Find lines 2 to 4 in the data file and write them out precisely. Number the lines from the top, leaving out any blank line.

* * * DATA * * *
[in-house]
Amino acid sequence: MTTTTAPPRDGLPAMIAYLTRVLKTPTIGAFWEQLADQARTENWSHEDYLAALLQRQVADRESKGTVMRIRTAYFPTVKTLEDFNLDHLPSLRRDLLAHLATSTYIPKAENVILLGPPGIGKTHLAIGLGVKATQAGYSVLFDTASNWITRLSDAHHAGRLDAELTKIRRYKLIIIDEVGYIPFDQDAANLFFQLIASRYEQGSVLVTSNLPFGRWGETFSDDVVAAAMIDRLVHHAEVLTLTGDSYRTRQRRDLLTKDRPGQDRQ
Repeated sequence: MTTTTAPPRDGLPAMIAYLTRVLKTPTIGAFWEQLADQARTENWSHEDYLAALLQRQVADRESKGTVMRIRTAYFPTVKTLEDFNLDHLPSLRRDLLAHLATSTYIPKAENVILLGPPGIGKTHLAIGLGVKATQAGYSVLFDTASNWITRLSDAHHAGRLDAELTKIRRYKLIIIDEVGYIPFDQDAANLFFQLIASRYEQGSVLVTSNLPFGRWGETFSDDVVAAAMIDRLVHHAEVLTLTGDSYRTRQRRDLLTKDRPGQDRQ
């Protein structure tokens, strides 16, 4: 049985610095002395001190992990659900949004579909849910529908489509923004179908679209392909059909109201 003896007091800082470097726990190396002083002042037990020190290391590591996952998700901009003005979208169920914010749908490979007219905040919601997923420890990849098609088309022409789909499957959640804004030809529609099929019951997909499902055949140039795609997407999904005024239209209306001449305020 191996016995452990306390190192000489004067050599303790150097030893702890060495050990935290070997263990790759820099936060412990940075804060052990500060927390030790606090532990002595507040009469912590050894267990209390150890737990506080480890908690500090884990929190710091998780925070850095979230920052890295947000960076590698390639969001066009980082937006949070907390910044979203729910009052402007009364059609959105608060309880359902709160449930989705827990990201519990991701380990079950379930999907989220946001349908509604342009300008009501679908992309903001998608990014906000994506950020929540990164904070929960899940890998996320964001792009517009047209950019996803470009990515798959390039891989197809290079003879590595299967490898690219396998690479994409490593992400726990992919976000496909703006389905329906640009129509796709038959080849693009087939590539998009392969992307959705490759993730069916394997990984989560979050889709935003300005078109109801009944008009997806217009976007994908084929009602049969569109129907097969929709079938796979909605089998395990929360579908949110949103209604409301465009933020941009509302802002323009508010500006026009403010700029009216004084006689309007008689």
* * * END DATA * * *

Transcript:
Amino acid sequence: MTTTTAPPRDGLPAMIAYLTRVLKTPTIGAFWEQLADQARTENWSHEDYLAALLQRQVADRESKGTVMRIRTAYFPTVKTLEDFNLDHLPSLRRDLLAHLATSTYIPKAENVILLGPPGIGKTHLAIGLGVKATQAGYSVLFDTASNWITRLSDAHHAGRLDAELTKIRRYKLIIIDEVGYIPFDQDAANLFFQLIASRYEQGSVLVTSNLPFGRWGETFSDDVVAAAMIDRLVHHAEVLTLTGDSYRTRQRRDLLTKDRPGQDRQ
Repeated sequence: MTTTTAPPRDGLPAMIAYLTRVLKTPTIGAFWEQLADQARTENWSHEDYLAALLQRQVADRESKGTVMRIRTAYFPTVKTLEDFNLDHLPSLRRDLLAHLATSTYIPKAENVILLGPPGIGKTHLAIGLGVKATQAGYSVLFDTASNWITRLSDAHHAGRLDAELTKIRRYKLIIIDEVGYIPFDQDAANLFFQLIASRYEQGSVLVTSNLPFGRWGETFSDDVVAAAMIDRLVHHAEVLTLTGDSYRTRQRRDLLTKDRPGQDRQ
């Protein structure tokens, strides 16, 4: 049985610095002395001190992990659900949004579909849910529908489509923004179908679209392909059909109201 003896007091800082470097726990190396002083002042037990020190290391590591996952998700901009003005979208169920914010749908490979007219905040919601997923420890990849098609088309022409789909499957959640804004030809529609099929019951997909499902055949140039795609997407999904005024239209209306001449305020 191996016995452990306390190192000489004067050599303790150097030893702890060495050990935290070997263990790759820099936060412990940075804060052990500060927390030790606090532990002595507040009469912590050894267990209390150890737990506080480890908690500090884990929190710091998780925070850095979230920052890295947000960076590698390639969001066009980082937006949070907390910044979203729910009052402007009364059609959105608060309880359902709160449930989705827990990201519990991701380990079950379930999907989220946001349908509604342009300008009501679908992309903001998608990014906000994506950020929540990164904070929960899940890998996320964001792009517009047209950019996803470009990515798959390039891989197809290079003879590595299967490898690219396998690479994409490593992400726990992919976000496909703006389905329906640009129509796709038959080849693009087939590539998009392969992307959705490759993730069916394997990984989560979050889709935003300005078109109801009944008009997806217009976007994908084929009602049969569109129907097969929709079938796979909605089998395990929360579908949110949103209604409301465009933020941009509302802002323009508010500006026009403010700029009216004084006689309007008689």